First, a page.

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U.S. Air Force Capt. Angel Colon administers the Pfizer-BioNTech vaccine to a high school student at Royal Air Force Lakenheath, England, on June 4, 2021.
U.S. Air Force Capt. Angel Colon administers the Pfizer-BioNTech vaccine to a high school student at Royal Air Force Lakenheath, England, on June 4, 2021. (Madeline Herzog/U.S. Air Force)

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A European rise in new COVID-19 infections that led to temporary closures at Defense Department schools in two countries this week is coinciding with additional military-sponsored vaccination drives, a few of which geared toward eligible students.

In Spain, the Navy hospital at Rota is making coronavirus vaccines, including boosters, available on a walk-in basis starting Monday. The regular Moderna and Pfizer shots as well as the Pfizer pediatric vaccine are available, according to the hospital’s Facebook page.

Children ages 12 to 15 are now cleared to get a booster, on the heels of new Centers for Disease Control and Prevention authorization announced this week.

The U.S. Army Health Center at Vicenza, Italy, said it has appointments open next week for booster shots of the Pfizer vaccine for people 12 and up, the pediatric booster for ages 5 to 11, and the Moderna booster for people 18 and older.

The Navy hospital in Naples has Moderna booster clinics on Friday, Monday, Tuesday and Wednesday for ages 18 and up.

So far, the school closures are limited to Italy and Spain, though cases have been reported at other Defense Department schools in Europe, education officials said.

In Italy, Vicenza High School canceled in-person instruction Thursday and Friday, while the middle school and two kindergarten classes and a second grade classroom at the elementary school closed for the rest of the week starting Wednesday, said Stephen Smith, a spokesman for the Department of Defense Education Activity-Europe.

In Naples, the combined middle school and high school had no classes Friday, and in Spain, Sevilla Elementary School also canceled instruction Friday.

Public health experts recommended that no in-person classes be held until contact tracing could be completed, Smith said Friday. Since classes resumed Monday, no cases have been tied to in-school transmission.

An exception to the general absence of base vaccination drives open to children is Landstuhl Regional Medical Center in Germany. It is offering Pfizer booster shots to eligible people 12 and older on Tuesday, from 8 a.m. to noon.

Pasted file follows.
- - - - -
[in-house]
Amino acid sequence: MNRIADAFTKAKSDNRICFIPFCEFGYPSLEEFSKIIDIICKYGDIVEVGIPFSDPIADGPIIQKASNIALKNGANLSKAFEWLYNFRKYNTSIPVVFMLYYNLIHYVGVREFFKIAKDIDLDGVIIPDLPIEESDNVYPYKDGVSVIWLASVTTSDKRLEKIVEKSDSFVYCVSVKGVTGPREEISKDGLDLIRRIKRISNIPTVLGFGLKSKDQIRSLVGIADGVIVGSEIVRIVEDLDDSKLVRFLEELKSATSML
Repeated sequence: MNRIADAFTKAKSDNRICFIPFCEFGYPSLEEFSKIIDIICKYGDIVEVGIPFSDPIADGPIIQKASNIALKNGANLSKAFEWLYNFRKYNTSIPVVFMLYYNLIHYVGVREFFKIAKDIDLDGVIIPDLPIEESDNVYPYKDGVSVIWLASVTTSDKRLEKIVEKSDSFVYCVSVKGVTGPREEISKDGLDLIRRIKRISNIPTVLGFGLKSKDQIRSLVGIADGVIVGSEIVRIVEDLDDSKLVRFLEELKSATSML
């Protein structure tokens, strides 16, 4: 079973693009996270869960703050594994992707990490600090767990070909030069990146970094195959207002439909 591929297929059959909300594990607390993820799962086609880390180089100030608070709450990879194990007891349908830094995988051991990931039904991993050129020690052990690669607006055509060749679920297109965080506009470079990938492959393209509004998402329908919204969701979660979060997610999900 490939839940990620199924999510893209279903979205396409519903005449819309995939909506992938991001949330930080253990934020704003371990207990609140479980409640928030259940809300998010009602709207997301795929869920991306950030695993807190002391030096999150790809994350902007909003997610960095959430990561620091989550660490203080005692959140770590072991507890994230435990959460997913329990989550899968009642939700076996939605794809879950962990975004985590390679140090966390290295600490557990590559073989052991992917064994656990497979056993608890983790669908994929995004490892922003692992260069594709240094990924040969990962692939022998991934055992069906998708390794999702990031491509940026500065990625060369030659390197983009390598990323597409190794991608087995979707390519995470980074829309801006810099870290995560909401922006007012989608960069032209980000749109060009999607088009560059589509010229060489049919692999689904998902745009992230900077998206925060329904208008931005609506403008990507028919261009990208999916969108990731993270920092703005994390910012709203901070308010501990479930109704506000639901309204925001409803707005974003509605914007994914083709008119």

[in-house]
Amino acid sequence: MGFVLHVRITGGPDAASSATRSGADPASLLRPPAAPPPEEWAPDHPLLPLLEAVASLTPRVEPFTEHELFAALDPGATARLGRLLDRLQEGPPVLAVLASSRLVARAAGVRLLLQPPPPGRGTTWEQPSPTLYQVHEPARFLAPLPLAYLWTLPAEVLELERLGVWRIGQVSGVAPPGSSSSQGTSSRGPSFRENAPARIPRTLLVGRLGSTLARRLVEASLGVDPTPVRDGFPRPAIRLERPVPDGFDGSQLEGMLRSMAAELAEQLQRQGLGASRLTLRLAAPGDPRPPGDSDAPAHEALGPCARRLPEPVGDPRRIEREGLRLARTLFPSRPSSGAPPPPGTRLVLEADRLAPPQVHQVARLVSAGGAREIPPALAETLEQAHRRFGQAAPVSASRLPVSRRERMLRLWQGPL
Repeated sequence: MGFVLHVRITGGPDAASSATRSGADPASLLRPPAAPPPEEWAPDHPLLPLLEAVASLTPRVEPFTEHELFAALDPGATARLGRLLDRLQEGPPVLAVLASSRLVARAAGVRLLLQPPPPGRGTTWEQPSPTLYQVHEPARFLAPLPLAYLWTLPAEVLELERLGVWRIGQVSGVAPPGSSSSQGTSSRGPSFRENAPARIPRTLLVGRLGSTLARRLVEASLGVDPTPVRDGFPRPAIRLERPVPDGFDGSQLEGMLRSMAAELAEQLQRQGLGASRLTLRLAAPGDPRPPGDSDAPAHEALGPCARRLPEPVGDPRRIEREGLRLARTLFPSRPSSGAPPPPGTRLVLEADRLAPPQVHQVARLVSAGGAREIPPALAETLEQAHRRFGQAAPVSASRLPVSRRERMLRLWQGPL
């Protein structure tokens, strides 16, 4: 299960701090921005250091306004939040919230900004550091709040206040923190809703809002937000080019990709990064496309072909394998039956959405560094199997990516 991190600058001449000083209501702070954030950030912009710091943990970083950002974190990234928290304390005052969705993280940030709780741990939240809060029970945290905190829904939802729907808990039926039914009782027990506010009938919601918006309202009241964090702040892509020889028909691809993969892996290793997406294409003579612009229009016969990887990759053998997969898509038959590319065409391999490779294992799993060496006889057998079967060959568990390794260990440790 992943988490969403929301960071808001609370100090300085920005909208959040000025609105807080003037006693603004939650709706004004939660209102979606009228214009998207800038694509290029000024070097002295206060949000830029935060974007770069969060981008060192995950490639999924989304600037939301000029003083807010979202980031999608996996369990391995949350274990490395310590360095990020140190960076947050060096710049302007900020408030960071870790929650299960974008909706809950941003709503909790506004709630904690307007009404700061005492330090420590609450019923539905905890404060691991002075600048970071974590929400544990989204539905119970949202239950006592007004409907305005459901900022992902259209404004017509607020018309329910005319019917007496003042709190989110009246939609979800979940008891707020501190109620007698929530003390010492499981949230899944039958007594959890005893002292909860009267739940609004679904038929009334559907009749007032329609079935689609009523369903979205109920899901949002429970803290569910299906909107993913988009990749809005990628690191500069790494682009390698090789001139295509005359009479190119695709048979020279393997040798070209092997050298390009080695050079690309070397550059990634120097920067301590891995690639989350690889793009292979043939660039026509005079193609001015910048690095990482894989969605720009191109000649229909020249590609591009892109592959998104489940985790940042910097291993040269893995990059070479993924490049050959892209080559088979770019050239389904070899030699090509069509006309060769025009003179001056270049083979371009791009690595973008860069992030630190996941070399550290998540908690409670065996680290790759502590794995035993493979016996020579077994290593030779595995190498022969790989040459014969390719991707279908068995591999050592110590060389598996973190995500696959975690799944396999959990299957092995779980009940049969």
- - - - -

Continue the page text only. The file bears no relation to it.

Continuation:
As of early Friday afternoon, appointments were still available at:

The disruption to classroom instruction comes as the more transmissible omicron variant of the coronavirus brings Europe a new spike in infections. On Wednesday, the European Union reported 1.02 million new cases of COVID-19, a record single-day rise.

Last week, 793 new infections were reported in the city and county of Kaiserslautern, home to a U.S. military community of about 50,000 people.

According to weekly case numbers posted by the Kaiserslautern health district, the tally of new infections reported by U.S. forces in the community skyrocketed, from just four on Dec. 18 to 29 on Dec. 31.

In response, some bases are creating more opportunities for members of military communities to get an injection.

Ramstein Air Base in Germany plans to offer 2,500 more appointments for vaccines and booster shots in the next couple of weeks, Lt. Col. Will Powell, a spokesman for the 86th Airlift Wing, said Thursday. The 86th Medical Group provided 3,000 booster shots in December, he said.

The Army, meanwhile, has administered about 32,000 booster shots across its bases in Europe, “and that number should go up significantly … as we resume vaccinations after the holidays,” said Gino Mattorano, a spokesman for Regional Health Command Europe.

The U.S. military in Europe has not disclosed case numbers since the start of the pandemic, citing operational security.

Some infections are attributed to the omicron variant, but the earlier delta variant is still of concern and in circulation, Powell said in a statement Thursday.

Twitter: @stripesktown

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Jennifer reports on the U.S. military from Kaiserslautern, Germany, where she writes about the Air Force, Army and DODEA schools. She’s had previous assignments for Stars and Stripes in Japan, reporting from Yokota and Misawa air bases. Before Stripes, she worked for daily newspapers in Wyoming and Colorado. She’s a graduate of the College of William and Mary in Virginia.
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